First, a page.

(CN) – The Ohio Department of Transportation did not take two families’ property from them when they damaged it during a construction project, the Ohio Supreme Court ruled.
June Blank and her family owned a restaurant and flower shop in Cortland, Ohio. The Ohio Department of Transportation took control of a portion of the property in order to complete the expansion and renovation of Route 5.
The Blanks complained that ODOT damaged portions of their property that it has not taken. They said ODOT destroyed their parking lot, caused sewage to back up into their kitchen and restrooms, and cracked one of the walls of the restaurants.
The Kardassilaris family, which has a home and market in the area, made similar complaints. They said ODOT broke a natural gas line, and also caused water and sewage to back up into their market.
Both families sued to compel ODOT director James Beasley to take the damaged portions of property and compensate them accordingly. Beasley replied that the families should be claiming tort damages, not a property-taking action.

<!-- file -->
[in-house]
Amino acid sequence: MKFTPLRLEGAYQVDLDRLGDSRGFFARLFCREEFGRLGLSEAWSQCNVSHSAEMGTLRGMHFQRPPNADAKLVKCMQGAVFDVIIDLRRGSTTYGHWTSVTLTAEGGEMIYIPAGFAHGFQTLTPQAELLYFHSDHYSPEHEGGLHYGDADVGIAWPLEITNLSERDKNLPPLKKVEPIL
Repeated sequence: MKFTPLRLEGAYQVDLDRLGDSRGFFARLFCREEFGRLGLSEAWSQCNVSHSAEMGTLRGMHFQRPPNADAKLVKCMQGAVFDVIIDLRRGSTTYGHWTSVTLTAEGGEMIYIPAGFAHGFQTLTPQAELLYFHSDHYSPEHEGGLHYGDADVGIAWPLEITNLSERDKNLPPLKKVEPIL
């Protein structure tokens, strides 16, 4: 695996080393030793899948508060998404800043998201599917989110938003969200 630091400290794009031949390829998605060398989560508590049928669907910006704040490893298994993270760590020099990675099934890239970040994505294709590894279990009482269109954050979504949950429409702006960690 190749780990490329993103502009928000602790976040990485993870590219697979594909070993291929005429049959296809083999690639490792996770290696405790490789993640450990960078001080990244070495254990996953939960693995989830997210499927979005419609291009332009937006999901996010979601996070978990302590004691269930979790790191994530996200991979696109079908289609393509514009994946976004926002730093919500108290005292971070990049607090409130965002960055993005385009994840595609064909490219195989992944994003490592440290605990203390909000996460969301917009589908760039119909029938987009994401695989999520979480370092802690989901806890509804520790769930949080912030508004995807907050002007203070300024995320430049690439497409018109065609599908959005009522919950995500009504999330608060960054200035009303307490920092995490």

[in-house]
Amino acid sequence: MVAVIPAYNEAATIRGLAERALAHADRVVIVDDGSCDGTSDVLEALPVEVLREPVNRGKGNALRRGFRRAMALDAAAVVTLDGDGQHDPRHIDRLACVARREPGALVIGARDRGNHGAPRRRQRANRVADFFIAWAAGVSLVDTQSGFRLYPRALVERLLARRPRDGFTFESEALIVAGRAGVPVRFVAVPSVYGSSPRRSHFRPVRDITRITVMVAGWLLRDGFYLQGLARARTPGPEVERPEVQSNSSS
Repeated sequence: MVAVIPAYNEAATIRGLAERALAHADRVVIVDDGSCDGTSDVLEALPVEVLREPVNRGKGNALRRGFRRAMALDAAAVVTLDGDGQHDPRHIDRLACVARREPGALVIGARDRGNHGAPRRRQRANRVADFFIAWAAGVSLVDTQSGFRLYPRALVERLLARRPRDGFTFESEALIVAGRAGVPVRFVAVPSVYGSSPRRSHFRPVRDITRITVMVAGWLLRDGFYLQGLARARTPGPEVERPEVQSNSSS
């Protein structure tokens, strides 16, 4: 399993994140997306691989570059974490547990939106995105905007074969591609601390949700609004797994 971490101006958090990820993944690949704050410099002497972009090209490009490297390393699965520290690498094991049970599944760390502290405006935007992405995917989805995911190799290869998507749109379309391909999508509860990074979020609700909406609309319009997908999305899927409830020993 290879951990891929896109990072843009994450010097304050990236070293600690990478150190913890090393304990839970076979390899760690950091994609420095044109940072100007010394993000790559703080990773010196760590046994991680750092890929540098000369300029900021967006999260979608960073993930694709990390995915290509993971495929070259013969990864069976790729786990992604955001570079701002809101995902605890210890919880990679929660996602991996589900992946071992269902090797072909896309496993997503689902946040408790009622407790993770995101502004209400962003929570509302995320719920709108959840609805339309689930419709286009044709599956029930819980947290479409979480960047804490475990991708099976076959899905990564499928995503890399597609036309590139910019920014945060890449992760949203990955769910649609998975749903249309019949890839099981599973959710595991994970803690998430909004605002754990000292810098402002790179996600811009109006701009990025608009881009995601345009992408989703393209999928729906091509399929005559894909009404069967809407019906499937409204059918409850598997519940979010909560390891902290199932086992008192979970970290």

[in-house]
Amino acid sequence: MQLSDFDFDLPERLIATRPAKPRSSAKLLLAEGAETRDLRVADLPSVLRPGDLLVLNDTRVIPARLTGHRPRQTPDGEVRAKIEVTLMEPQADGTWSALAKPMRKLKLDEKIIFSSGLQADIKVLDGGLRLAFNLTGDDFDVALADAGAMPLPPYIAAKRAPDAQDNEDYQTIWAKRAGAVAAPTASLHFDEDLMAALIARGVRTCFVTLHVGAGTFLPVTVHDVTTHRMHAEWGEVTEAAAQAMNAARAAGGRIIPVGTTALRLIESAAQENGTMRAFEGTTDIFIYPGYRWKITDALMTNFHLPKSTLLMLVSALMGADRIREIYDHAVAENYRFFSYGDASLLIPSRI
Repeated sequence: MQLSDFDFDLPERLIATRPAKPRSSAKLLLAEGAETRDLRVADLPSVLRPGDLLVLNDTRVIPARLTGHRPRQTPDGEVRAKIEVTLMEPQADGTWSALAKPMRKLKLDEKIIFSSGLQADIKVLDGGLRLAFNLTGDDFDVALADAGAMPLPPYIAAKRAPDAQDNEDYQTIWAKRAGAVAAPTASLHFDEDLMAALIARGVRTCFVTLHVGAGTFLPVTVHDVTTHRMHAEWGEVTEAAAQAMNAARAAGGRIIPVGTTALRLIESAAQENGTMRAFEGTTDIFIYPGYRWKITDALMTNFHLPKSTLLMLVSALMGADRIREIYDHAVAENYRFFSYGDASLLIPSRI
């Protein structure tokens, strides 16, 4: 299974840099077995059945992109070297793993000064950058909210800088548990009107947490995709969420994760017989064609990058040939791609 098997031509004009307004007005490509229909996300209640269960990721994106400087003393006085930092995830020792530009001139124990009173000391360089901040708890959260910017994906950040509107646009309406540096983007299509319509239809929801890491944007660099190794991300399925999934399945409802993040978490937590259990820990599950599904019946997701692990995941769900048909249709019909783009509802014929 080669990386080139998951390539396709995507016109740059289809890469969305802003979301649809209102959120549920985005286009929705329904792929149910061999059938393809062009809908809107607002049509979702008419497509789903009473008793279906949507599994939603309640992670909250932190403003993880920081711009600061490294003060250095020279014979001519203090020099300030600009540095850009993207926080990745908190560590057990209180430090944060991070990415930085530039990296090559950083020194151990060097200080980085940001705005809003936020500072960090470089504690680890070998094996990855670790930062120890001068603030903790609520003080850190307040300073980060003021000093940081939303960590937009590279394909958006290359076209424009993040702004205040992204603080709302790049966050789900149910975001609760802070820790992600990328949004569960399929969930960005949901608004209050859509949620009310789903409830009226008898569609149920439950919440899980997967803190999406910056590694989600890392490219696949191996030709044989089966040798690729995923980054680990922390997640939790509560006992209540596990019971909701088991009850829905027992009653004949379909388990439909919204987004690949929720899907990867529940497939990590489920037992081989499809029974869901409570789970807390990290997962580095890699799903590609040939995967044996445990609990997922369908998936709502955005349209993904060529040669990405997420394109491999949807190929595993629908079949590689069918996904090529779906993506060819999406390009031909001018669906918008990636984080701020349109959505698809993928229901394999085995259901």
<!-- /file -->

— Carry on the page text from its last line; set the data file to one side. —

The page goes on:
Justice O’Connell noted that the Wyoming Supreme Court and several other courts have ruled that damage in cases like this did not constitute property taking.
“Many of the contractor’s acts that caused damage to the Blanks’ and Kardassilarises’ property resulted from the contractor’s negligence and did not further the public purpose of improving State Route 5,” O’Connell wrote.
While ruling that the families must bring tort claims rather than takings claims against the state, O’Connell ruled that the families are entitled to money for the foreseeable damage to their properties caused by the parking of heavy equipment.